April 16, 2019 / 1:01 AM / 6 days ago

Dollar gains as report of dovish European Central Bank members dents euro

FILE PHOTO: One hundred dollar notes are seen in this photo illustration at a bank in Seoul January 9, 2013. REUTERS/Lee Jae-Won/File Photo

NEW YORK (Reuters) - The euro fell against the dollar on Tuesday after reports that some European Central Bank policymakers think the bank’s economic projections are too optimistic.

Several ECB policymakers said the bank’s economic projections are too rosy as weak growth in China and trade tensions linger, four sources with direct knowledge of discussions said.

The “significant minority” of rate-setters in last week’s policy meeting expressed doubt that a long projected growth recovery is coming in the second half of the year and some even questioned the accuracy of the ECB’s projection models, given their long history of downward revisions, the sources said.

“It’s yet another dovish take,” said Win Thin, global head of currency strategy at Brown Brothers Harriman in New York. “I think they are pushing back against the euro strengthening. It’s one of the few levers they have left.”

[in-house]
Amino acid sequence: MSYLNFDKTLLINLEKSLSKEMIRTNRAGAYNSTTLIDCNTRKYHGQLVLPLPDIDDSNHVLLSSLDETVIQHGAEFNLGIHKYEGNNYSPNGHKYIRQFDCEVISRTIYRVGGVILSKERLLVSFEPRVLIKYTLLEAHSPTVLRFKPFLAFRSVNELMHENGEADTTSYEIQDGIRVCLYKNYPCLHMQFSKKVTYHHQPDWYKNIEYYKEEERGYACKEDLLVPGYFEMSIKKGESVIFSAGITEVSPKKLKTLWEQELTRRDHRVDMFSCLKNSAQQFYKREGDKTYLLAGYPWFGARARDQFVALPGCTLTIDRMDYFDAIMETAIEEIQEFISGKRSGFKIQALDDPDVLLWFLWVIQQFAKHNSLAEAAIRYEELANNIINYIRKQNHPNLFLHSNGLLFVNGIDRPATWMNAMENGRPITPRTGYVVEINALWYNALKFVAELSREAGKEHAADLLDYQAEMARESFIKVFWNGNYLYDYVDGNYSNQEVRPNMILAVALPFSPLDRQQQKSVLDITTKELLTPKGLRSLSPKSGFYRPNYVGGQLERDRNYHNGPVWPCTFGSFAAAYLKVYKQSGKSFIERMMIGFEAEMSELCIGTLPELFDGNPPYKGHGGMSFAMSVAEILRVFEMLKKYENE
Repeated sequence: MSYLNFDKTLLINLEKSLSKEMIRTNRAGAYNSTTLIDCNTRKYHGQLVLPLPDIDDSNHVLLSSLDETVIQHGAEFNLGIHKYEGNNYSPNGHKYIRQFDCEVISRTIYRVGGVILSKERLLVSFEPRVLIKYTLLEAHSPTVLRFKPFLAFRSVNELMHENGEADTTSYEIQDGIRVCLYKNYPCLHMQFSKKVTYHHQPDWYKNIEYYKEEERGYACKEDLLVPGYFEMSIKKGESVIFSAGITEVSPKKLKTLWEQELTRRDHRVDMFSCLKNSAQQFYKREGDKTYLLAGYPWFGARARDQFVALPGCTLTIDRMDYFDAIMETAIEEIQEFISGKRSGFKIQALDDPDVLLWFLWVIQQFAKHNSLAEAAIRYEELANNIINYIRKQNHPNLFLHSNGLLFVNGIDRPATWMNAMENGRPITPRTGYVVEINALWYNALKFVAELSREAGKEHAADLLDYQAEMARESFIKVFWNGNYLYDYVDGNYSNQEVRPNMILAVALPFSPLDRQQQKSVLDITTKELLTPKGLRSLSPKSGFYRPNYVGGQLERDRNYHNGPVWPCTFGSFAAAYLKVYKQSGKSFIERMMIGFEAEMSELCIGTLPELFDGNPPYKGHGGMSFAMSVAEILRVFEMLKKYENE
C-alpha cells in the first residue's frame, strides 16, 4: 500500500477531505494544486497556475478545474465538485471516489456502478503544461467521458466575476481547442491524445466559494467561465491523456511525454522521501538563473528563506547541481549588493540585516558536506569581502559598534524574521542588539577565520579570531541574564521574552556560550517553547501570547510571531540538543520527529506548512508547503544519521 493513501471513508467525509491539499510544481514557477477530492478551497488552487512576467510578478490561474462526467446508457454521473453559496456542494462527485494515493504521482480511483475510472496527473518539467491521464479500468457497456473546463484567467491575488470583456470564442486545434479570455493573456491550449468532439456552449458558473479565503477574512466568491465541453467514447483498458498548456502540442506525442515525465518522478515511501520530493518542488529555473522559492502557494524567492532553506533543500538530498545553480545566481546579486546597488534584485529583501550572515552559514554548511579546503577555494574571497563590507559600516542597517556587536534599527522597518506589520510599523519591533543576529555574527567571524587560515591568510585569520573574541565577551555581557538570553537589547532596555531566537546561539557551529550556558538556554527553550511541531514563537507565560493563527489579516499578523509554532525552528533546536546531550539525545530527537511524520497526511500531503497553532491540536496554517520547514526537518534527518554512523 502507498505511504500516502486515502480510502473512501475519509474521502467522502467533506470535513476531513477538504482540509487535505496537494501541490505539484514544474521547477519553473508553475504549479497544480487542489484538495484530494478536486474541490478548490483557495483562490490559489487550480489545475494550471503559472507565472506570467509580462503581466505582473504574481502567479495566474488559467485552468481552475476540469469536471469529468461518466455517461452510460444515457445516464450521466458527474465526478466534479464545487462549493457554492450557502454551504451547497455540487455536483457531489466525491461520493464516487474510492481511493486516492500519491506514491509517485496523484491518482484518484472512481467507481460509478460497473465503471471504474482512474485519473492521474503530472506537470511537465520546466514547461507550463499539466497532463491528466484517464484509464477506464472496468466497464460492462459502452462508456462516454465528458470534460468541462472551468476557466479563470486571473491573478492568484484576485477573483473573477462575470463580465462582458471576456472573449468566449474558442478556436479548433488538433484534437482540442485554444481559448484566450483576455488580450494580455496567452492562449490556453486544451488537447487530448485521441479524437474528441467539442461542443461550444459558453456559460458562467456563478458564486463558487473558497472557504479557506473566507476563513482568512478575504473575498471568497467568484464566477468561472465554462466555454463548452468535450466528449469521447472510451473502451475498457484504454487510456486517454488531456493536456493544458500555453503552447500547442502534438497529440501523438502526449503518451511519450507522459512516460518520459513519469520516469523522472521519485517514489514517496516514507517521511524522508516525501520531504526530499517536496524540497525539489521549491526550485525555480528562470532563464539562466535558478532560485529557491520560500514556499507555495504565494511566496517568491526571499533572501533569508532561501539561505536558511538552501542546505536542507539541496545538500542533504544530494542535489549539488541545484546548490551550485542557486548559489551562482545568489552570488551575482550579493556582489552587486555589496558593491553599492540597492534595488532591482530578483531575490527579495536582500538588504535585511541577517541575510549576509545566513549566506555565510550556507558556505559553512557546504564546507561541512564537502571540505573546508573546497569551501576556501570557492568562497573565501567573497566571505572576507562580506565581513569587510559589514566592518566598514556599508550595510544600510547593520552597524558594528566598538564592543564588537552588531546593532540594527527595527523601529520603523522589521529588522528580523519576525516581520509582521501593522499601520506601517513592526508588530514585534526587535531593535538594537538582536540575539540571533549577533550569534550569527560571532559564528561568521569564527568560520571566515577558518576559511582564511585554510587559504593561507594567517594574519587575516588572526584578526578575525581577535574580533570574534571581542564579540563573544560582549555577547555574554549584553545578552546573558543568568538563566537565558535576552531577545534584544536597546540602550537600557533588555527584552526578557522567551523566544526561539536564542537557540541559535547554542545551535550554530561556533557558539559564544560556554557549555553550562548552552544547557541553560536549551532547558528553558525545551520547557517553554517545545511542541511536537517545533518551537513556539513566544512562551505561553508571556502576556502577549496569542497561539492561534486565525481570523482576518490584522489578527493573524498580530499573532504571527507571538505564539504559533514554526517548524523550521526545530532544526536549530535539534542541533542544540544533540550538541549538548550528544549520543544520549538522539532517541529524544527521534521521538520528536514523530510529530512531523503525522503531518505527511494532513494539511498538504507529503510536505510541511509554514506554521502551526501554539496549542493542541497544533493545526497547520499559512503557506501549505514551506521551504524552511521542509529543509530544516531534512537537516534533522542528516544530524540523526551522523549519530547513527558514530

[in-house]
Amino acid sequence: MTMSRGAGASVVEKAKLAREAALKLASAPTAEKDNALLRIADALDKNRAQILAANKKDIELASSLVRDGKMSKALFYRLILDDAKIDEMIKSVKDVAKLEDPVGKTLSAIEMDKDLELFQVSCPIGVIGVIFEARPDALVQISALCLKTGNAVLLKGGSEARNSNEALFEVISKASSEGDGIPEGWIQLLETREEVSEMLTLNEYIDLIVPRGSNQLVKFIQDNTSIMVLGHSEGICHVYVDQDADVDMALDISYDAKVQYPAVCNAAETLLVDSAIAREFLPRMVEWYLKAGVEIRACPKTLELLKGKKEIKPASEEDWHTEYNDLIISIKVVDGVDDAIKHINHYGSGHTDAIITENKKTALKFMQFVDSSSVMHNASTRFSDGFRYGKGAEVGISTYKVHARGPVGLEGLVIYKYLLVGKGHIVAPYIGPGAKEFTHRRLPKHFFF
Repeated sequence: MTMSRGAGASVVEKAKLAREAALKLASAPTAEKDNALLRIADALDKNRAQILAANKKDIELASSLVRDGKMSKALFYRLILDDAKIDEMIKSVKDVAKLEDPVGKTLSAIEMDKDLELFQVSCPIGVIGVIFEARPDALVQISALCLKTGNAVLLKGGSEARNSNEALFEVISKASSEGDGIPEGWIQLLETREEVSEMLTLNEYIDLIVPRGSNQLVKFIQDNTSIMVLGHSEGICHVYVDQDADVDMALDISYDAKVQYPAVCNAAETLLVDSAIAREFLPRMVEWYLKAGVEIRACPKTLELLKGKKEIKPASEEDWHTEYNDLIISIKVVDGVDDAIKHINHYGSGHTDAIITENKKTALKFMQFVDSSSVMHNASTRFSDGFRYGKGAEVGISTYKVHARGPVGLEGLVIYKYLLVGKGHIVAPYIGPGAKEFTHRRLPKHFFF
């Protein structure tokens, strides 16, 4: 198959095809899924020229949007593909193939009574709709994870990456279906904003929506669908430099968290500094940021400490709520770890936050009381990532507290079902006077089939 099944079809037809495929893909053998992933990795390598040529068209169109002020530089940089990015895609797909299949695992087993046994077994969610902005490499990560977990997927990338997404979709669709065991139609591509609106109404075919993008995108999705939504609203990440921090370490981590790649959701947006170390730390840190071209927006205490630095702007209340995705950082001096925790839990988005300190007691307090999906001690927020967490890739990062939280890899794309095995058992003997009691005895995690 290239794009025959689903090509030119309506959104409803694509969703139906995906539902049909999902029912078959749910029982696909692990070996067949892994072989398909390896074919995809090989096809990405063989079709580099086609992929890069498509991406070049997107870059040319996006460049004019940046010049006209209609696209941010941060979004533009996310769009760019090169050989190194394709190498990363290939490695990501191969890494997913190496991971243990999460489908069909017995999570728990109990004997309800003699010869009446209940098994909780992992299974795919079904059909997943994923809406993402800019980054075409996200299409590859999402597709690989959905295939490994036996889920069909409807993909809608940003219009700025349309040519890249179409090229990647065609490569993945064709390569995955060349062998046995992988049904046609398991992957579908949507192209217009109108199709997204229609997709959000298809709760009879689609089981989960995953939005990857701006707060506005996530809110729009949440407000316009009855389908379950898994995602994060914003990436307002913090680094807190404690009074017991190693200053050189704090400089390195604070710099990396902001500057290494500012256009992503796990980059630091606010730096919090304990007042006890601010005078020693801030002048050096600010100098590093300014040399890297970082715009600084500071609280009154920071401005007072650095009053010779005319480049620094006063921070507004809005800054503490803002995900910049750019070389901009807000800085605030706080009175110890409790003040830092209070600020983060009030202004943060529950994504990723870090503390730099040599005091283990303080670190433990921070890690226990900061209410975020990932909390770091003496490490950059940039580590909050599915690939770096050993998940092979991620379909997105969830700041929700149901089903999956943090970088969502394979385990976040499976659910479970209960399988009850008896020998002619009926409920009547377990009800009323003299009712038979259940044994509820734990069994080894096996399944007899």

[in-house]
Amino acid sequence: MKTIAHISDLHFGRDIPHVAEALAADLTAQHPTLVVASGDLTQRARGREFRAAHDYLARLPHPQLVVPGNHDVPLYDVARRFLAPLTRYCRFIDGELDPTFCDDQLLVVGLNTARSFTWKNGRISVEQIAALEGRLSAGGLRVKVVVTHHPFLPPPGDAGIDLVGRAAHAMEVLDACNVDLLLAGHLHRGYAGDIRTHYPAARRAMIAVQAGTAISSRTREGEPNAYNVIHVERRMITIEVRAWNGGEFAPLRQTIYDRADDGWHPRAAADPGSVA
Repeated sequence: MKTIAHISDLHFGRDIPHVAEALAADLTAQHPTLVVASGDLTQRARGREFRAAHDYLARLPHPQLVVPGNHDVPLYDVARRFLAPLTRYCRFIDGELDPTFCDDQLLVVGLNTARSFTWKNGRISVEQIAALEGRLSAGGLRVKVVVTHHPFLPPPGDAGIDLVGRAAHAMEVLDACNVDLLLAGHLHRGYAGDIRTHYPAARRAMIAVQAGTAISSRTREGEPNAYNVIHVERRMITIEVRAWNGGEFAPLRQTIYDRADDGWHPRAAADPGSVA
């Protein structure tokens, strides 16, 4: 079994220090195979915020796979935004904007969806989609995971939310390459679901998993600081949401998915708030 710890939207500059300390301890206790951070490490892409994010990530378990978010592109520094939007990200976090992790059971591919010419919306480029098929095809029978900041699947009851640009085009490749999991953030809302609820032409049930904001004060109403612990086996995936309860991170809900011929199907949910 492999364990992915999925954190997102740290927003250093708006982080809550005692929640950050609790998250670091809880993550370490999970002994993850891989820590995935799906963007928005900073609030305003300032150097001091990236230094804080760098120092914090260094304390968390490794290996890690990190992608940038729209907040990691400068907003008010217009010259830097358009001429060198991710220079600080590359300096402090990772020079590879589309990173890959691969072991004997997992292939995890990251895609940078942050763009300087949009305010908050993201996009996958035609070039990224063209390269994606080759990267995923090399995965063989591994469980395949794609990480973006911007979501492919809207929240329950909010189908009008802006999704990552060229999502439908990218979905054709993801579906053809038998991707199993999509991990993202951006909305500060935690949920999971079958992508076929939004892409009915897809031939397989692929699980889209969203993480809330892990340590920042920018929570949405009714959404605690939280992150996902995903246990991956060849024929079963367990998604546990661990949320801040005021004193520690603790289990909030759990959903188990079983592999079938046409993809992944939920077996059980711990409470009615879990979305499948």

The release of Purchasing Managers Indexes (PMIs) for the manufacturing and service sectors in Europe on Thursday will be closely watched as traders look for signals of improving growth in the region.

The Australian dollar was little changed on the day after earlier weakening after the Reserve Bank of Australia said that a cut in interest rates would be “appropriate” should inflation stay low and unemployment trend higher.

Sterling also slipped after the Guardian newspaper reported that talks between Prime Minister Theresa May and the opposition Labour Party regarding Britain’s exit from the European Union had stalled. The Labour Party denied the report.

Traders are also waiting for Chinese gross domestic product data on Wednesday, which may indicate the worst is over for the global economy.

Chinese exports and credit data last week signalled some stabilization in economic conditions.

Additional reporting by Tom Finn in London; Editing by Chizu Nomiyama

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